Seventy fuel tankers that do not meet safety standards are finally going to be banned from British roads and forecourts more than two years after the problem was first reported, transport minister Andrew Jones has admitted.

And he also revealed that other tankers that have been certified in the UK have also been found to contain defects, and manufacturers are now working to fix them.

The safety problem was first revealed in a written statement to Parliament in October 2013, when transport minister Robert Goodwill reported that 230 fuel tankers, about 12% of the entire British tanker fleet, had been incorrectly certified, and said: “The department has an ongoing dialogue with industry to discuss proposals to replace or modify the tankers according to a schedule that ensures security of fuel supply while maintaining safety.”

Last December transport minister Claire Perry reported that 100 of the tankers had been replaced but this still left 130 non-compliant tankers in service.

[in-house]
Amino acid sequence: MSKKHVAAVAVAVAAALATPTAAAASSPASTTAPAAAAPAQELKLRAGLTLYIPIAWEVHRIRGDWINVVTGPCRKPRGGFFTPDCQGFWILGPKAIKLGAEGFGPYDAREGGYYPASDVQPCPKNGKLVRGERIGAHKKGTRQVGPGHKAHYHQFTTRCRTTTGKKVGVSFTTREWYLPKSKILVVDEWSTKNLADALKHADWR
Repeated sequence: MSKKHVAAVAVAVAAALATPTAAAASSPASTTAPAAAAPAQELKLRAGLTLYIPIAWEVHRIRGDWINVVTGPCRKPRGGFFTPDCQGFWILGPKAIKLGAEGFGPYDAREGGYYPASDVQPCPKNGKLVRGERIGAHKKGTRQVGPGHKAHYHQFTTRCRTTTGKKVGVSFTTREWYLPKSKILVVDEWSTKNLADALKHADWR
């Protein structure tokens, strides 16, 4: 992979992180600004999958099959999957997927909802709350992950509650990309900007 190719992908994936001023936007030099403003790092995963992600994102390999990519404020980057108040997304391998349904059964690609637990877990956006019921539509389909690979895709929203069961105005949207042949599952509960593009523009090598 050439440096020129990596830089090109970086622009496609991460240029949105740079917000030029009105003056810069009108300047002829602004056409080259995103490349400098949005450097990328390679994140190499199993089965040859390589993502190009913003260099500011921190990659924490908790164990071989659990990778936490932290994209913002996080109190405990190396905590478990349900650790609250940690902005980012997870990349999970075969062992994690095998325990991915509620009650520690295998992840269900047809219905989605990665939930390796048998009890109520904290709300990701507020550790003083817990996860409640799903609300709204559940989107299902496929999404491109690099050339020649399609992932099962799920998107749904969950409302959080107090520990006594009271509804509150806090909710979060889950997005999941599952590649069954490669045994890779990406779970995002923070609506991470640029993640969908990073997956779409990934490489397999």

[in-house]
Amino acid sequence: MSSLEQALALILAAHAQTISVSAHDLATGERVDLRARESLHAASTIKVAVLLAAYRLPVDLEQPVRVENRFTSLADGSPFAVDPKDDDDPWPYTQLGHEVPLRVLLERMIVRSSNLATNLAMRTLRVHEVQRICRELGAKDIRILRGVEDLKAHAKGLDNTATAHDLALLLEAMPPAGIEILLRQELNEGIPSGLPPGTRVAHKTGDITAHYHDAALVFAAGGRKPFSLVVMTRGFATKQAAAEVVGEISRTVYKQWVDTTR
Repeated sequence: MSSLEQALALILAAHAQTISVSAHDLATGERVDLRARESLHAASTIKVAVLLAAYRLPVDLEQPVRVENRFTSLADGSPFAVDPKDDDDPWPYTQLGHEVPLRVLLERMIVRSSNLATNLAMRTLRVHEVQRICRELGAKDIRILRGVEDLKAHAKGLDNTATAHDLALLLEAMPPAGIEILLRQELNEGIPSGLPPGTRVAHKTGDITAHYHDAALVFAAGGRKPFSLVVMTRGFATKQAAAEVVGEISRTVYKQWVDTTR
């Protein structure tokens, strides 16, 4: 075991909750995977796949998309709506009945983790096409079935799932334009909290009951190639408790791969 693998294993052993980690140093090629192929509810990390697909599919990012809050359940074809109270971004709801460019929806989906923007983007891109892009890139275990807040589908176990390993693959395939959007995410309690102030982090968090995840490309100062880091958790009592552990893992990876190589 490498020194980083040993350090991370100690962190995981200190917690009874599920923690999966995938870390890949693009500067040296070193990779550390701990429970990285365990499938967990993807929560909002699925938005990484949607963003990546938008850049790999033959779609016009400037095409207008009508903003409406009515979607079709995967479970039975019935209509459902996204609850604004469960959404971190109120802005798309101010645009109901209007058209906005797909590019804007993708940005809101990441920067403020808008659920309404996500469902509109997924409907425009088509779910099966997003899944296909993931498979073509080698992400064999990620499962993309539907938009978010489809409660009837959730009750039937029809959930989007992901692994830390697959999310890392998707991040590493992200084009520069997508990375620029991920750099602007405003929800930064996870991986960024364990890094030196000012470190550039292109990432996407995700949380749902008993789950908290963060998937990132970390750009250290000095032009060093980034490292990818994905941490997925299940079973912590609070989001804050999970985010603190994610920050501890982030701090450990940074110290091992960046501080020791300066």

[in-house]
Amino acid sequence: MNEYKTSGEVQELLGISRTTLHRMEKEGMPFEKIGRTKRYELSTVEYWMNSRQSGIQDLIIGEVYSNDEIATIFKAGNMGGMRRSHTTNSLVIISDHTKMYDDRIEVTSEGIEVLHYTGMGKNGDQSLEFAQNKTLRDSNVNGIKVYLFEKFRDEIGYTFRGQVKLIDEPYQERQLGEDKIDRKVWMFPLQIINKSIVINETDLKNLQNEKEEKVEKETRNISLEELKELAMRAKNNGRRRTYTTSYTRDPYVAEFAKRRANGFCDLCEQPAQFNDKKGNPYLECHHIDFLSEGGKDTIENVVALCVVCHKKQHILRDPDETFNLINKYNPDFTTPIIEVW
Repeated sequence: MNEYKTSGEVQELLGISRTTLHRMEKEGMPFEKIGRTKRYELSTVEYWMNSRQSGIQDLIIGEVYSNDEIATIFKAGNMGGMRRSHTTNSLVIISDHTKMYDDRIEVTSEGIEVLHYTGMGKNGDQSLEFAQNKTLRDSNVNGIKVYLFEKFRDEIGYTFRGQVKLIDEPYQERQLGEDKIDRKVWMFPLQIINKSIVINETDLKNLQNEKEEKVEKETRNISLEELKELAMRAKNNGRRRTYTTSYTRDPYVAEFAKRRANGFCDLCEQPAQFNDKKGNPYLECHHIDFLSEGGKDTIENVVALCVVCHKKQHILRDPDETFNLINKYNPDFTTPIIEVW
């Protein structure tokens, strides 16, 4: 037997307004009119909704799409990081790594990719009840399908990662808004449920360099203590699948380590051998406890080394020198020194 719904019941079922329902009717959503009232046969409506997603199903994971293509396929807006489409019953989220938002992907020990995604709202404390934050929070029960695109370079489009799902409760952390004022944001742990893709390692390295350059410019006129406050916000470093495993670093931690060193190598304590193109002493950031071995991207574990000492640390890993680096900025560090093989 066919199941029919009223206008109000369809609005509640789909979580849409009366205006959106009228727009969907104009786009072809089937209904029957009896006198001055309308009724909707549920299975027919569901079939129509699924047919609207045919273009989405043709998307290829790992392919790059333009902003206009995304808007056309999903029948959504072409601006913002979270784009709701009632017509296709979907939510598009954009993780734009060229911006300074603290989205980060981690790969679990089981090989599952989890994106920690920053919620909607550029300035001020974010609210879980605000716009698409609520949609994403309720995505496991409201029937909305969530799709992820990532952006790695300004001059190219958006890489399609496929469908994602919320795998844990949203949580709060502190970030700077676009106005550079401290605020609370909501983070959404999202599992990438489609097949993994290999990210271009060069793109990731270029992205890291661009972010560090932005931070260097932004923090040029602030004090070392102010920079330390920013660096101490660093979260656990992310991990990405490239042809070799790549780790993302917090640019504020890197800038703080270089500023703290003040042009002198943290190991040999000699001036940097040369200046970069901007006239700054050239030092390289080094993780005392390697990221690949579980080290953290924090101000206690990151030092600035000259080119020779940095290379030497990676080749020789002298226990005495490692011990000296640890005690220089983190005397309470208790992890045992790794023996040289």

Jones has now told MPs that since the previous statement, around 60 new replacement tankers have entered into service, reducing the number that do not meet safety standards to about 70 tankers.

He added that after research costing £500,000 the Department of Transport had decided that it would not allow the remaining 70 tankers to be used after the end of 2015.

He said: “In addition, the research, in going beyond the scope of the normal inspections required by legislation, found a fuel tanker properly certified in the UK to contain defects of a lesser significance than those in the tankers found not to be in full compliance with regulations.

“A full-scale test of the tanker undertaken during the research found that the safety of the tanker was not compromised by these defects, which due to the research are being addressed by the manufacturer.”